A test on kids' poop may tell whether they are tempting to become overweight, since a study published on Tuesday in the journal mBio showed that evaluating the gut microbiota of infants could help identify their risks of obesity in coming years.
The study revealed that gut microbiota composition at two years of life is associated with body mass index (BMI) at age 12.
The BMI at age two was not significantly higher in children who later became overweight or obese, indicating that gut microbiota composition may be the earliest warning sign for detecting obesity.
"Our study provides more evidence that the gut microbiota might be playing a role in later obesity," said the paper's lead author Maggie Stanislawski, a research associate at University of Colorado Anschutz Medical Campus.
The researchers analyzed data from 165 infants who had BMI measured at 12 years. They recruited moms and infants in the hospital at the time of delivery. At 12 years of age, 20 percent of the 165 children in the study cohort were overweight or obese.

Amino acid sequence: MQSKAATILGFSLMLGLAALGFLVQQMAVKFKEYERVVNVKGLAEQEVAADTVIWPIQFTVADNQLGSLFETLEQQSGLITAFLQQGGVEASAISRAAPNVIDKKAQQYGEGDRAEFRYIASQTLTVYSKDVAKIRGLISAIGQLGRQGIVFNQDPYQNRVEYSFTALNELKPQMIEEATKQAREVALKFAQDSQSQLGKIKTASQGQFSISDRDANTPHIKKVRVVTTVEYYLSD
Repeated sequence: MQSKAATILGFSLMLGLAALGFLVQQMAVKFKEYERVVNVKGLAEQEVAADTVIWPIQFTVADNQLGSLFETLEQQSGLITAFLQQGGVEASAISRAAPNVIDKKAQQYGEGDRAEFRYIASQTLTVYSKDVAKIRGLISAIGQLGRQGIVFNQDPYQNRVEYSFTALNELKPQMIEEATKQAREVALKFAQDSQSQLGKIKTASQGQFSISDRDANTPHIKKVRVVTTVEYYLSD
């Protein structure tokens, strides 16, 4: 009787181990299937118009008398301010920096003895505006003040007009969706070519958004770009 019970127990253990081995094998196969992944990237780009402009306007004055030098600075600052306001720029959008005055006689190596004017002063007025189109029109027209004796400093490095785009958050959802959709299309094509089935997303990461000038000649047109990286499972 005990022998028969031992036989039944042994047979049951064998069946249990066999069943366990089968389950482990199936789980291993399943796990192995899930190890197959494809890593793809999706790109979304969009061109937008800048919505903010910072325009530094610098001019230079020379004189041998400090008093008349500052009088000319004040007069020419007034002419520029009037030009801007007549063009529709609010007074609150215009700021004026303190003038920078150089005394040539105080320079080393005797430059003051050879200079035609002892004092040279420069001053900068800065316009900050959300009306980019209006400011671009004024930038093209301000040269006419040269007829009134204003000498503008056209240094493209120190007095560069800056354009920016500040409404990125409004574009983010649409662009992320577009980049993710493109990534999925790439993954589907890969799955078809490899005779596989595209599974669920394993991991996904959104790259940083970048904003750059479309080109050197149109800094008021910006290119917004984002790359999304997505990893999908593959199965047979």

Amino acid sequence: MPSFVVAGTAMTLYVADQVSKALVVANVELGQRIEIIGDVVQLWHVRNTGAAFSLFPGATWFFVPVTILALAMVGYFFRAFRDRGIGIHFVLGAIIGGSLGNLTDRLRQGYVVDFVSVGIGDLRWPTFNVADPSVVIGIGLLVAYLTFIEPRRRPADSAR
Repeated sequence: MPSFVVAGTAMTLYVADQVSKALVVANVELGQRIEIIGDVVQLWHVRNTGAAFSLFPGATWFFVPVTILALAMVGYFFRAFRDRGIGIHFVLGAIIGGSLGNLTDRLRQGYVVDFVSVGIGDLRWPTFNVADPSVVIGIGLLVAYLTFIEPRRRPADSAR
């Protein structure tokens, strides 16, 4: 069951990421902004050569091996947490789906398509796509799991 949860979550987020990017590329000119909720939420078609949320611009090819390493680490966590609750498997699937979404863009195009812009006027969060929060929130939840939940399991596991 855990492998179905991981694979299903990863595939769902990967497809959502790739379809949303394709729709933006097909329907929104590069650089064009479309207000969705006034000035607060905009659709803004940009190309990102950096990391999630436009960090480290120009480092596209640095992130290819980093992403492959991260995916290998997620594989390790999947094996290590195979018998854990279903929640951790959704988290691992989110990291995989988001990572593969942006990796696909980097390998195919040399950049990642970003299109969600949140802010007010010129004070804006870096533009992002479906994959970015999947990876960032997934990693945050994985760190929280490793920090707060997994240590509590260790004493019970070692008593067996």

They compared the BMI at age 12 with gut microbiota samples from six time points throughout their childhood, at day four, day ten, one month, four months, one year, and two years.
Then, they performed RNA gene sequencing on the gut microbiota samples. "We looked at whether there were specific taxa that were predictive of later BMI at each time point," said Stanislawski.
The researchers found qualitative differences in the composition of children's gut microbiota at day ten and at two years that were associated with BMI at age 12.
The study also found that some gut microbes that are generally thought to be healthy in both children and adults were associated with higher childhood BMI. "This highlighted that we did not fully understand the dynamics of the gut colonization process."